Keep Talking is a conspiracy theory and Holocaust denial discussion group in the United Kingdom that includes far-left and far-right activists.[1] It was founded before 2010[2] by Holocaust denier Nicholas Kollerstrom and 9/11 truther Ian Fantom,[3][4] who was inspired to start the group because he thought that 9/11 truth groups had been "sabotaged from within".[2] The group meets once a month in North London.[2][5]

Topics

The group has discussed a wide variety of conspiracy theories, particularly those relating to 9/11, the London terror attacks, assassinations, antisemitic conspiracy theories, including Holocaust denial, and the White Helmets. One frequent theme is claims that various terror attacks are false flag attacks.[2] In 2017, Gilad Atzmon gave a talk to the group, in which he advanced the argument that the Balfour Declaration was intended to "conceal a century of Jewish political hegemony in Britain".[2][5] Vanessa Beeley, a conspiracy theorist focused on the Syrian Civil War, has also spoken at the group's events, in 2019,[6] as has Piers Corbyn (the older brother of Jeremy Corbyn). In 2020, the group has engaged in COVID-19 conspiracy theories.[7]

History

In 2018, its events at Conway Hall in London were cancelled after the involvement of Holocaust deniers was revealed.[8][9] In 2019, St Anne's Church, Soho apologized for allowing the group to have a meeting at its premises, during which Miko Peled gave a speech.[4]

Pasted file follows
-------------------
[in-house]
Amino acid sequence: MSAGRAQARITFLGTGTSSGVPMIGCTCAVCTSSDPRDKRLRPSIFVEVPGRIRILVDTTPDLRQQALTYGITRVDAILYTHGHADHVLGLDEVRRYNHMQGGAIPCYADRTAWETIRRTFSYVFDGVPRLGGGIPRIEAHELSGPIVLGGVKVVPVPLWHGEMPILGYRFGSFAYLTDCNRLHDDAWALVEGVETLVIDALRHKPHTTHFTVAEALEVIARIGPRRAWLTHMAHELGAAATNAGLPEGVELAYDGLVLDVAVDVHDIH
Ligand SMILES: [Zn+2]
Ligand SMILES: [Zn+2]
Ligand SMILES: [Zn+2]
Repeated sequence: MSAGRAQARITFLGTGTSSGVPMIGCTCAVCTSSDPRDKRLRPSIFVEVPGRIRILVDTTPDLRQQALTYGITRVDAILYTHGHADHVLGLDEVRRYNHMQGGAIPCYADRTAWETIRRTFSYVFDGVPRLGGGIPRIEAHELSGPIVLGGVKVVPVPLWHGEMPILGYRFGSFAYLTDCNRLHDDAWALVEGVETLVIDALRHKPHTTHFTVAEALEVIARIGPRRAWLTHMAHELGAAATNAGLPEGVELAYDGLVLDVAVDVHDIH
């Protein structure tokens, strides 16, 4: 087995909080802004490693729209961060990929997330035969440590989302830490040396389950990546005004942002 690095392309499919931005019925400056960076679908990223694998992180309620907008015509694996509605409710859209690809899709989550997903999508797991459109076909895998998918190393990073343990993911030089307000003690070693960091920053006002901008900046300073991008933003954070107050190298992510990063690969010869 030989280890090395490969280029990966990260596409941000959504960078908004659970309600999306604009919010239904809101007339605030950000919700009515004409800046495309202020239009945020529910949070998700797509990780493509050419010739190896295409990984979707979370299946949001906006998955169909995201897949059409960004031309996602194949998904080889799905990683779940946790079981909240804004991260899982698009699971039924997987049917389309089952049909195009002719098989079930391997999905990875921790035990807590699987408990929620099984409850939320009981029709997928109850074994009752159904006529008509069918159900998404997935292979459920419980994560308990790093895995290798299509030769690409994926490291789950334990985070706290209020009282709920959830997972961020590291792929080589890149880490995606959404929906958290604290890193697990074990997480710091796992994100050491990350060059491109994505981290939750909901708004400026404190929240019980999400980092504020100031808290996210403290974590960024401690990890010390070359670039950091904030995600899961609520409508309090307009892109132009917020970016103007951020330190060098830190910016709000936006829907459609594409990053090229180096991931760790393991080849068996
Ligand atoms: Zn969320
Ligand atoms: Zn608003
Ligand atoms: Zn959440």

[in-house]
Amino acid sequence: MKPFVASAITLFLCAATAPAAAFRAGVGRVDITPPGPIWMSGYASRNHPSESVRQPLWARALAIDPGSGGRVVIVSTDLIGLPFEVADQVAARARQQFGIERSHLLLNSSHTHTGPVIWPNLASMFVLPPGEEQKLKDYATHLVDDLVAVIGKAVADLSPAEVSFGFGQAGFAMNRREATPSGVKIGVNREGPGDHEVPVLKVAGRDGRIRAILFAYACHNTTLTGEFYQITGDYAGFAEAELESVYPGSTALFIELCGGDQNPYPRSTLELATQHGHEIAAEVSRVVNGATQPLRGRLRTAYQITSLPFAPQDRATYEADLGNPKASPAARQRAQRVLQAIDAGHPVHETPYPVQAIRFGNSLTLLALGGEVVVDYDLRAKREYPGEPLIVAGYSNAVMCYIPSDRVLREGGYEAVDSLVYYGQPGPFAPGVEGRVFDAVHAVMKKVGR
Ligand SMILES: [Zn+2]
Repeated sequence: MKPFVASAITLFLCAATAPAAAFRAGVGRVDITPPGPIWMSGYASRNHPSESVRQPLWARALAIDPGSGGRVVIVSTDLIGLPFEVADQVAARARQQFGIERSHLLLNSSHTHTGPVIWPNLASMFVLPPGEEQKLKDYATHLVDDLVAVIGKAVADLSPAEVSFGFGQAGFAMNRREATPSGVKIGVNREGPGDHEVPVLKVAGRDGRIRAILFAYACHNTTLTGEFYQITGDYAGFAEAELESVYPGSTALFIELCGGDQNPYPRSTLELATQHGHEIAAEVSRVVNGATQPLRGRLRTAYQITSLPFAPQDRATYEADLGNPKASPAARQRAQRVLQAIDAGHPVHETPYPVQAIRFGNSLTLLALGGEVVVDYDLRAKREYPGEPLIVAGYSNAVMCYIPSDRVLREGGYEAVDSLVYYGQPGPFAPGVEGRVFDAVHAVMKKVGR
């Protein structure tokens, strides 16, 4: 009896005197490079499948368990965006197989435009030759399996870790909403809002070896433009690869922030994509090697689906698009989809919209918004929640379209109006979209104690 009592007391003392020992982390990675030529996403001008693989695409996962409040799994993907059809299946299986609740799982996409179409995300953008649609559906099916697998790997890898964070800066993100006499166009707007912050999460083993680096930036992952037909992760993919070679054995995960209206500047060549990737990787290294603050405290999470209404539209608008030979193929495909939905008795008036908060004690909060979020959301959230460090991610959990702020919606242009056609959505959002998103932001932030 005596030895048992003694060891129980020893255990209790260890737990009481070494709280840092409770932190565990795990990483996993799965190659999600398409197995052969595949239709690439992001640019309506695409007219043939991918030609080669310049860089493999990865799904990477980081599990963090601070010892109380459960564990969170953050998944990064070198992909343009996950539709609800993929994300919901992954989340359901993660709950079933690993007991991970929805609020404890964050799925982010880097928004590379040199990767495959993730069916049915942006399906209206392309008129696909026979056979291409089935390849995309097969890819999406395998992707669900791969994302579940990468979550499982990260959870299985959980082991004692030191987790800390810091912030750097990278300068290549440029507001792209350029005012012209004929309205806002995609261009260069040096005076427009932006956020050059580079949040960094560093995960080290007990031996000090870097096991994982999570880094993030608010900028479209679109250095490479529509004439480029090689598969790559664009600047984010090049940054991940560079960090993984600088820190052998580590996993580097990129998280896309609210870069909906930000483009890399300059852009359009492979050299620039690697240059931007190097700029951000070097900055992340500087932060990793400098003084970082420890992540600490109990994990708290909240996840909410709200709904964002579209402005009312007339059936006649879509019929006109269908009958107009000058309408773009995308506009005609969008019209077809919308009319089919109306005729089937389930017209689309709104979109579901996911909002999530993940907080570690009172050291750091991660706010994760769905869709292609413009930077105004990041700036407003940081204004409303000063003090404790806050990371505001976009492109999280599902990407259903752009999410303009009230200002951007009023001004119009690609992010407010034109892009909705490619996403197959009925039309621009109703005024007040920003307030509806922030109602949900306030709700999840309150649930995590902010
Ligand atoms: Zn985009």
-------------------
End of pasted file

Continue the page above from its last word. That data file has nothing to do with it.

In 2020, the Community Security Trust and Hope Not Hate published a report on Keeping Talking, the results of their researchers Dave Rich and Joe Mulhall's joint three-year investigation into the group.[1][3]

Attendees

The discussion group includes both far-left and far-right activists. According to Rich and Mulhall, "The deeper we looked into the ‘Keep Talking’ group, the harder it became to know whether it was far-right, far-left, a mixture of the two, or something else entirely".[1] People involved in the group include expelled Labour Party member Elleanne Green; Gill Kaffash, a Holocaust denier and former Palestine Solidarity Campaign activist; and Alison Chabloz, fined for an antisemitic song.[2][3][10] During one meeting in 2019, former Labour Party and GMB activist Peter Gregson[11][12] was ridiculed by members of the group for saying that the Holocaust did happen and James Thring, a regular attendee with links to former Ku Klux Klan leader David Duke,[8] claimed that there were no recorded deaths at Auschwitz concentration camp.[2][3] Stead Steadman, an organizer of the far-right group London Forum, has for periods regularly videotaped Keep Talking meetings.[2]

Black Lives Matter photograph

During 2020 Black Lives Matter demonstrations in the UK, a photograph was taken of a young black woman having a conversation with an older white man, Jim Curran, who was wearing a sign that said, "Racism is a virus, we are the vaccine". The photograph was considered heartwarming and went viral; they were interviewed by ITV News, which described Curran as "a veteran of human rights campaigns dating back to the 1960s". Best for Britain retweeted the photograph, but later deleted the post and apologized, while ITV News retracted the story, after it was revealed that Curran had regularly attended Keep Talking events.[5][13][14]

See also